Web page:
This piece was originally published on Morning Consult.

How SB 649 Will Help Keep California Competitive

 

 

 

 

 

 

 

 

 

 

 

 

 

CALinnovates’ Kish Rajan Talks About How SB 649 Will Help Keep California Competitive

A bill currently making its way through the state Senate would make it easier for California to move to a 5G network. But it has stoked blowback from local municipalities that fear giving up any control over where phone companies can place the small cell antennas necessary for making 5G a reality.

CALinnovate’s Chief Evangelist, Kish Rajan, went on AirTalk on KPCC to debate the merits of the bill. Right now, thanks to a hodgepodge of local regulations, it can take up to two years to approve a single small cell. That kind of bureaucratic slowdown will hamper California’s ability to upgrade its network at a time when other states are moving quickly towards a 5G future.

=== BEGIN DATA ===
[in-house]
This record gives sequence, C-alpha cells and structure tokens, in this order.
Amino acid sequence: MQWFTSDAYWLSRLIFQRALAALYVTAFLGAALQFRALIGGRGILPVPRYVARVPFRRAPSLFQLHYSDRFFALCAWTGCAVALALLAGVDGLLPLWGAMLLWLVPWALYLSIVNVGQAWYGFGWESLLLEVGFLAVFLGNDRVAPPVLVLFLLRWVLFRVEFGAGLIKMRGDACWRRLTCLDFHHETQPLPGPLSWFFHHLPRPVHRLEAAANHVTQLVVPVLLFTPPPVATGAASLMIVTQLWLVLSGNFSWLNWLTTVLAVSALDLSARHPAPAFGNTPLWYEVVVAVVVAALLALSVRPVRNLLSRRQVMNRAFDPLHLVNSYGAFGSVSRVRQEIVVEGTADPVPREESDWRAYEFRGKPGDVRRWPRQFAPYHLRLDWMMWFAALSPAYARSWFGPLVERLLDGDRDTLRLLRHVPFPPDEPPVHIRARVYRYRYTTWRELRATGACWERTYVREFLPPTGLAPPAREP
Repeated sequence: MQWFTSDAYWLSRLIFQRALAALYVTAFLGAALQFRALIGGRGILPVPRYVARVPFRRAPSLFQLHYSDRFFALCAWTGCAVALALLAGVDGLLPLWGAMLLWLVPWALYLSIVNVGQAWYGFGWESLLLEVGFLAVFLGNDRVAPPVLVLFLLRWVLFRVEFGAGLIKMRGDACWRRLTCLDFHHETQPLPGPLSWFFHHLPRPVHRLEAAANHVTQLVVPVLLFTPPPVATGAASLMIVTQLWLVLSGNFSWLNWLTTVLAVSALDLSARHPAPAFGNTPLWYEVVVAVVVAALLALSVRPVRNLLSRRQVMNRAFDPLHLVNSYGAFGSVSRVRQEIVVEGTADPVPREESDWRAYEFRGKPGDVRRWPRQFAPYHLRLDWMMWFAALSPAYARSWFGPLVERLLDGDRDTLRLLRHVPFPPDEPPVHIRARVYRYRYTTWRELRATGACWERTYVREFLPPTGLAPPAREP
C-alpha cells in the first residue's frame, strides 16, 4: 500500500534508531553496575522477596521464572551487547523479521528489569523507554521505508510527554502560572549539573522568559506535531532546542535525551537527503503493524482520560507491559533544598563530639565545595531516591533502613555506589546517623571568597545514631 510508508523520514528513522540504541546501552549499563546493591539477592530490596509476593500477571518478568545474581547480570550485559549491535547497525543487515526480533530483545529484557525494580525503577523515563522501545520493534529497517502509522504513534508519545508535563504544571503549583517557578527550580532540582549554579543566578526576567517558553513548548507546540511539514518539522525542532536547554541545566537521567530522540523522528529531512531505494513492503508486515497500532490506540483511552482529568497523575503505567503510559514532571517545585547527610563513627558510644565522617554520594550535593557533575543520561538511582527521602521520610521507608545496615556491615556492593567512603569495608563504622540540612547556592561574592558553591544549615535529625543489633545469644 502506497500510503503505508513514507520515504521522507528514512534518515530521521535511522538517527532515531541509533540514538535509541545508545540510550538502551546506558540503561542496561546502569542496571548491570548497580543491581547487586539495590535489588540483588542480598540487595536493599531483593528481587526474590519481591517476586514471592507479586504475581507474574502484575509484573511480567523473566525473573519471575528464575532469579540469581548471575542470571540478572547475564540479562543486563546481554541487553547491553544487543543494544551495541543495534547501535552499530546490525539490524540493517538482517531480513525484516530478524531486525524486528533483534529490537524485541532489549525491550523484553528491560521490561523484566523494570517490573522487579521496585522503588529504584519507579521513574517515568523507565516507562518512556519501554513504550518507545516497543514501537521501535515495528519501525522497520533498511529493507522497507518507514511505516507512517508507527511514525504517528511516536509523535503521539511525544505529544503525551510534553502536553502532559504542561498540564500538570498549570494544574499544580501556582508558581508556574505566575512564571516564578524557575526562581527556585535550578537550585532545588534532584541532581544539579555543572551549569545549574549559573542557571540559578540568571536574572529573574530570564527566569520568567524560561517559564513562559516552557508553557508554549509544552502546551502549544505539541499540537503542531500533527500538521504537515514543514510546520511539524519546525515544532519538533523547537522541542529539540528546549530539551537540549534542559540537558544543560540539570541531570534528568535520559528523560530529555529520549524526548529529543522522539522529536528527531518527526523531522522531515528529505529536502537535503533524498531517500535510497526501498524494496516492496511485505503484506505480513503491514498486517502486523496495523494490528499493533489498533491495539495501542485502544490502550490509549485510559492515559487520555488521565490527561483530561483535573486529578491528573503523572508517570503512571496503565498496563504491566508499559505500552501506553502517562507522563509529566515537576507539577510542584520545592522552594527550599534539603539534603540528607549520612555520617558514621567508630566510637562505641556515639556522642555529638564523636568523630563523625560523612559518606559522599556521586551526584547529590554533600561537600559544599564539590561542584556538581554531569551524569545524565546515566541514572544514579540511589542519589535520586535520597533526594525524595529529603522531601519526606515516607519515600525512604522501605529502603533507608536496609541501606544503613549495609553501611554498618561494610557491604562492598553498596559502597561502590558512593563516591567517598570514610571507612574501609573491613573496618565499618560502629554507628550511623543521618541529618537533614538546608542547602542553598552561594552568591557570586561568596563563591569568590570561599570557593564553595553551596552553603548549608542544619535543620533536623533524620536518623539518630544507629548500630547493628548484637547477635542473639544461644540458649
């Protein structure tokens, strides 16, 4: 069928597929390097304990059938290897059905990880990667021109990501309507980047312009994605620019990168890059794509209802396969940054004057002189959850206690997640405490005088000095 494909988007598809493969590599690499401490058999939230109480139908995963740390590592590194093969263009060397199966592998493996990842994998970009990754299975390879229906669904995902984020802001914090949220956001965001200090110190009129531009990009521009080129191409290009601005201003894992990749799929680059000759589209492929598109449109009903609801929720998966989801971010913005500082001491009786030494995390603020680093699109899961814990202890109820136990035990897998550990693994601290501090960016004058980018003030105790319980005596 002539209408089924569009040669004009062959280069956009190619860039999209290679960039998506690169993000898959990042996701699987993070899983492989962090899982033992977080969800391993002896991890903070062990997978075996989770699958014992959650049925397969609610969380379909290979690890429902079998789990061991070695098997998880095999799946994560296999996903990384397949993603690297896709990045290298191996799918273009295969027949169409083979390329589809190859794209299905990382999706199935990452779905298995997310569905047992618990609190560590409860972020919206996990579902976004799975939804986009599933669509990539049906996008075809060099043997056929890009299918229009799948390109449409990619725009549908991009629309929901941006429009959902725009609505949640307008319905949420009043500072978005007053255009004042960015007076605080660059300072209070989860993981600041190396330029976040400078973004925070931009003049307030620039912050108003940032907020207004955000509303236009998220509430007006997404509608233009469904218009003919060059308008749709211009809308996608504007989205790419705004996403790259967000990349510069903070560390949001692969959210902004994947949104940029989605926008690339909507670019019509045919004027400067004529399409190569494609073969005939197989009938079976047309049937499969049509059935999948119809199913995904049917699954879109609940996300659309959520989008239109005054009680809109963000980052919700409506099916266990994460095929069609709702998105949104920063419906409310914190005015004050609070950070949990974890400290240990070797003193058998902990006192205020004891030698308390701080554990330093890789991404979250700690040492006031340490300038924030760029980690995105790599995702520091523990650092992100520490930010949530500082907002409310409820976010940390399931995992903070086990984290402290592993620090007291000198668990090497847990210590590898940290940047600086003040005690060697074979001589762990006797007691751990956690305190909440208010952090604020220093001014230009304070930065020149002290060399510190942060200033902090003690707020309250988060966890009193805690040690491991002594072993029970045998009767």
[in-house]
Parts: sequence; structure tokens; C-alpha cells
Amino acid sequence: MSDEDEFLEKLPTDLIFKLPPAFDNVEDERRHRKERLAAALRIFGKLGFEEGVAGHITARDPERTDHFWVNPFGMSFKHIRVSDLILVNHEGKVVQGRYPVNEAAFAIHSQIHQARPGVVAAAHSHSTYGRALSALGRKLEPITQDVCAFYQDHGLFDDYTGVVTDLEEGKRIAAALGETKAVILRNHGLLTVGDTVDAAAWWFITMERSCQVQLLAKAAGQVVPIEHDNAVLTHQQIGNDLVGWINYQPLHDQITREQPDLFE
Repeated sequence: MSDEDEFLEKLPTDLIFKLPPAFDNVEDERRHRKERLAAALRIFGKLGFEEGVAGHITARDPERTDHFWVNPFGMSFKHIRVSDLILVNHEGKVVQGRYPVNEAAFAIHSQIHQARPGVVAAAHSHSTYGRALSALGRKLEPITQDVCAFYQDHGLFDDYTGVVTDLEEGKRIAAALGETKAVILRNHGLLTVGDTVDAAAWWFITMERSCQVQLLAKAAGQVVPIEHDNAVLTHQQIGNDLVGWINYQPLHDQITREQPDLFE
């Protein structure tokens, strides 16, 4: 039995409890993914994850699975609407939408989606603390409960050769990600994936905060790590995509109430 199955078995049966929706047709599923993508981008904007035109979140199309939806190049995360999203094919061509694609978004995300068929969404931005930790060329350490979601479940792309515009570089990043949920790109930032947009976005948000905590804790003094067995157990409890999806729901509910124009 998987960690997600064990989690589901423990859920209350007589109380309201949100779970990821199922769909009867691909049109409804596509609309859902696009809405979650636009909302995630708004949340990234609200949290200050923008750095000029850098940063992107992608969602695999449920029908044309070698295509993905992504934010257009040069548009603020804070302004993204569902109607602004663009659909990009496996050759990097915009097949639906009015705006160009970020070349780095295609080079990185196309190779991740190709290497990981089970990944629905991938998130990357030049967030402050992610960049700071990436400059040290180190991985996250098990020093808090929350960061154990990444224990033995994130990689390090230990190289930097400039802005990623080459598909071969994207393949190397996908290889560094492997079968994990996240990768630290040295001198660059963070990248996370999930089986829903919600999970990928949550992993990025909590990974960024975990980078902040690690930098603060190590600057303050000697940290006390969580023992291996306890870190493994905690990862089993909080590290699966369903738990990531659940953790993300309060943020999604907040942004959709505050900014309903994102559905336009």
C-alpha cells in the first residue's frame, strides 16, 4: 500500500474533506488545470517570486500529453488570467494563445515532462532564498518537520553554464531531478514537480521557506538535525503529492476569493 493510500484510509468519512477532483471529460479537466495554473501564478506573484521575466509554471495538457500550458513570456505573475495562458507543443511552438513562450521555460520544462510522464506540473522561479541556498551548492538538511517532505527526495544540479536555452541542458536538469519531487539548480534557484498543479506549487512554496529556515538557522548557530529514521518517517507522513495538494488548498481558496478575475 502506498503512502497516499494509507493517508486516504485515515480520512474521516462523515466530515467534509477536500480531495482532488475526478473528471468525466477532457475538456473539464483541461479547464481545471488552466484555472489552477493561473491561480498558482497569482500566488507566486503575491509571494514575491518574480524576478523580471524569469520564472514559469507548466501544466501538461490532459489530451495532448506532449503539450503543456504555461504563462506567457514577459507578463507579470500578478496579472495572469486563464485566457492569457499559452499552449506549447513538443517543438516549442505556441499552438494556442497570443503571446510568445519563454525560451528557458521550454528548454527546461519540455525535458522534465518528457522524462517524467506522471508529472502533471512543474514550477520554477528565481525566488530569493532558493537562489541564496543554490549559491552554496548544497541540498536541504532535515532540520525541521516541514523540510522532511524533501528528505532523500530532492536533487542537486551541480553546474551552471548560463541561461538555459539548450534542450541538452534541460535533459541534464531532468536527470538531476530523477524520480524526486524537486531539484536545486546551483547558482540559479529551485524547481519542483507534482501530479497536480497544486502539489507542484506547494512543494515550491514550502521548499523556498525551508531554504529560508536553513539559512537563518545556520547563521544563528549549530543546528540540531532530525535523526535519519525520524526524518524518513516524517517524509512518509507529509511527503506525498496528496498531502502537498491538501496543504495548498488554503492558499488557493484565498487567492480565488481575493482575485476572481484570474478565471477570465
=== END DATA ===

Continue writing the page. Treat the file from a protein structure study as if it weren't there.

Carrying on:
The bill will open the door for better phone service throughout the state and will provide the backbone for smart cities, more efficient agriculture and even self-driving cars.

Retail Isn’t Dying, It’s Being Revolutionized

By Kish Rajan

There’s almost nothing more depressing than the sight of a dying mall. If you’ve ever walked through one of these places, you know the sadness of the empty store fronts, the echoing atriums and the going out of business sales at the few remaining shops.

It’s enough to make anyone think that we’re witnessing the end of in-person shopping as we transition to online purchasing. But don’t let those sad malls fool you. Retail is far from dead — but it is evolving in ways that could benefit both shoppers and workers.

First, it’s worth noting that the death of brick and mortar shopping has been greatly exaggerated. E-commerce only accounts for 10% of retail overall. According to NPD, 95% of Americans shop at Wal-Mart while only 42% shop at Amazon. And those dying malls? They’re more a sign of overdevelopment than a harbinger of the obsolescence of retail. The number of malls in the U.S. grew more than twice as fast as the population between 1970 and 2015 according to research from Cowen & Co. What we’re seeing now is more of a rightsizing than a decline.